The Roman city of Pompeii was devastated following the eruption of Mount Vesuvius in 79 A.D., resulting in the deaths of approximately 2,000 people. A new study, however, suggests that some of the victims suffered a much more gruesome death than others.

They "baked."

The study, published in the scientific journal Antiquity, looked at victims found on a beach near Herculaneum and deduced that they died a rather tragic death, effectively "baking" from the heat and suffocating on the toxic fumes for a period of time.

The eruption of Mount Vesuvius destroys the Roman city of Pompeii in AD 79. (Photo by Hulton Archive/Getty Images)


"We think that all of the victims in the boathouses baked," one of the study's co-authors, Teesside University professor Tim Thompson, said in an email to Fox News. "We don’t actually believe the vaporization theory at all - even for the victims on the beach."

The researchers were able to come up with their conclusion by looking at the victims' collagen inside their bones and examing the heat-related changes inside the rib bones of 152 skeletons.

Heat affects the collagen in the bones and it alters their crystal structure, Thompson told LiveScience. By looking at the bones, they were able to determine the temperature, noting it was no hotter than 820 degrees Fahrenheit.

Thompson told Fox News it was not possible to tell if any of the victims suffered more than the others, as they only looked at small bone samples. He added that it's difficult to know how long the victims burned for, but those in the boathouses "most likely suffocated when the pyroclastic [ash] flow came down and covered the entrances to the structures."

There were more women and children in the boathouses and more men were found on the beach, Thompson said, adding that he believes "the women and children were sheltering while the men were dragging out the boats."

Skeletons showing "life-like" stance: a child (A) (Ind. 41) and young adult male (B) (Ind. 22) unearthed from the ash surge deposit (chamber 10) (S1 Table). The child’s corpse displays flexure only of the upper limbs, indicative of an incipient “pugilistic attitude”. Full exhibit of this heat-induced stance is never found in the victims' corpses discovered at Herculaneum. (Credit: PLoS One)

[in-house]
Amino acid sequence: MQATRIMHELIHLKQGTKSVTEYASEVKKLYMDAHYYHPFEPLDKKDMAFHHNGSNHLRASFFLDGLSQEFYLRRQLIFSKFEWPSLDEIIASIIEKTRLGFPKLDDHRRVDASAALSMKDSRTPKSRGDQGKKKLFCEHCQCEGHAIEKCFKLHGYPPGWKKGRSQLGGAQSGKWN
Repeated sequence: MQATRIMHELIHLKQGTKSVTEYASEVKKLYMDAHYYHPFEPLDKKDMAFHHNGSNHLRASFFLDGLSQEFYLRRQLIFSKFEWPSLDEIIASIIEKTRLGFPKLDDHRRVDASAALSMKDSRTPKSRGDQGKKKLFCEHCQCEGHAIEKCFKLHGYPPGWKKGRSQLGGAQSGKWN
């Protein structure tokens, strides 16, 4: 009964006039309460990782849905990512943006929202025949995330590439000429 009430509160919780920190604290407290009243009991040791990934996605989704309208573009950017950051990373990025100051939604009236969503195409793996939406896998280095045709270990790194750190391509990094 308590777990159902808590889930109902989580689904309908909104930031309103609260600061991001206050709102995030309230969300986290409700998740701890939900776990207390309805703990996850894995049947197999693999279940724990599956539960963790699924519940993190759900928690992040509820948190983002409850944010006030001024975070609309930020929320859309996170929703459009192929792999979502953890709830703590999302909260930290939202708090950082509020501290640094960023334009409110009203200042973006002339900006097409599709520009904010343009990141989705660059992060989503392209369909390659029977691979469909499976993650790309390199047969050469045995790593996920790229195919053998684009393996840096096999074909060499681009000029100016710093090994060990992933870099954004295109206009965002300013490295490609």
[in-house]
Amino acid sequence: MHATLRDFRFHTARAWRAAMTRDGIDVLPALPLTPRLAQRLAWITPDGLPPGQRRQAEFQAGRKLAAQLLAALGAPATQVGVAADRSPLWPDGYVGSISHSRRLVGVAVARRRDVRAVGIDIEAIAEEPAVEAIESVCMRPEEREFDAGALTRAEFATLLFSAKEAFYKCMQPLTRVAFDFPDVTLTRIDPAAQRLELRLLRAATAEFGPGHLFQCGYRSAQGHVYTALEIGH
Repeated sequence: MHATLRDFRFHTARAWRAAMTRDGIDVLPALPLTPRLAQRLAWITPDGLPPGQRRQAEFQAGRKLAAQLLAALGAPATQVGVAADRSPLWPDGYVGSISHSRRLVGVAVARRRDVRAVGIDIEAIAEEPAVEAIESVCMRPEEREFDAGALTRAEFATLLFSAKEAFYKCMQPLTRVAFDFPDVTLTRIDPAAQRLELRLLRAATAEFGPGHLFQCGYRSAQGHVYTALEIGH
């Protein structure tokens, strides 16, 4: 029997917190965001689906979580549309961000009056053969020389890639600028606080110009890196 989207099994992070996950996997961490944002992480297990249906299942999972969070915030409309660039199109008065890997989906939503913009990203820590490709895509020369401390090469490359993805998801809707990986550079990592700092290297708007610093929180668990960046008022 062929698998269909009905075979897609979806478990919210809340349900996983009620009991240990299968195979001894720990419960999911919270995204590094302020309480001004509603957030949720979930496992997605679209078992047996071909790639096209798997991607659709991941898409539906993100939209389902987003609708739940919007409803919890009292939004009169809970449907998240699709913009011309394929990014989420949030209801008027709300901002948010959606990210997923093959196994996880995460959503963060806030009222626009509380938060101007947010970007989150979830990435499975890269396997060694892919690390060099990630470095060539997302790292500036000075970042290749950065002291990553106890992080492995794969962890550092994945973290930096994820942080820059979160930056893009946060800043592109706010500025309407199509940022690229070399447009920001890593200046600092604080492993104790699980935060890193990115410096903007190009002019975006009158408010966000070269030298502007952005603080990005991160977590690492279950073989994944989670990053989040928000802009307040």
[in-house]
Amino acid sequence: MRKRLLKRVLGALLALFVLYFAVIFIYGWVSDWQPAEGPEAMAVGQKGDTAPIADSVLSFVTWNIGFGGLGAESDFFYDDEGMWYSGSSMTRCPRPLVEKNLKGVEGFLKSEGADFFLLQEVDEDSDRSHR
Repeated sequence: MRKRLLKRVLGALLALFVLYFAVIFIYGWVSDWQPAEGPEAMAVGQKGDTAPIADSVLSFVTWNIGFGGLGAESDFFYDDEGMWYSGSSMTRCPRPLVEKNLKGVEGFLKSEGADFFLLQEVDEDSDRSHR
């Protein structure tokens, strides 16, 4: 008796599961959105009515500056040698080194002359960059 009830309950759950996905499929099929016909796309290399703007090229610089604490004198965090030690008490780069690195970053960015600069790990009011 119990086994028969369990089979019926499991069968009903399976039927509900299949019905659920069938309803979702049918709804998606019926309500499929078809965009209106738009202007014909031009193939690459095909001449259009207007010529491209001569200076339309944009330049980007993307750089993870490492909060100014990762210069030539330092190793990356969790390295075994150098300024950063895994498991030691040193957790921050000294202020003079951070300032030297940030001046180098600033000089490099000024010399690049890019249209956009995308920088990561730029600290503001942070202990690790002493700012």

A separate study published in 2018 suggested that when the volcano erupted, the explosion caused such extreme heat that victims' skulls exploded, their blood boiled and their muscles, flesh and brains were replaced with ash.

The undisturbed skeletons offer a glimpse into devastating eruption of Mount Vesuvius in 79 A.D. Italy, Wednesday, Oct. 24, 2018. (Ciro Fusco/ANSA via AP)

Since their discovery in the 16th century, the Pompeii ruins have given researchers great insight into what life was like before Mount Vesuvius erupted and wiped out the entire city in 79 A.D. Recently, there has been some dispute about whether the volcano erupted in August or October of that year.


Earlier this month, archaeologists discovered ancient brain matter that was turned into glass as a result of the volcanic eruption that devastated the city.

In April 2019, an ancient eatery known as a thermopolium (akin to a modern-day snack bar), where patrons could get drinks and hot food, was discovered among the city's ruins. Researchers have also found a fresco depicting a sensual scene involving the Roman god Jupiter and Leda and the remains of a petrified horse recently.

A "sorcerer's treasure trove" of items, including bones, skull charms and gems used for rituals was also recently discovered.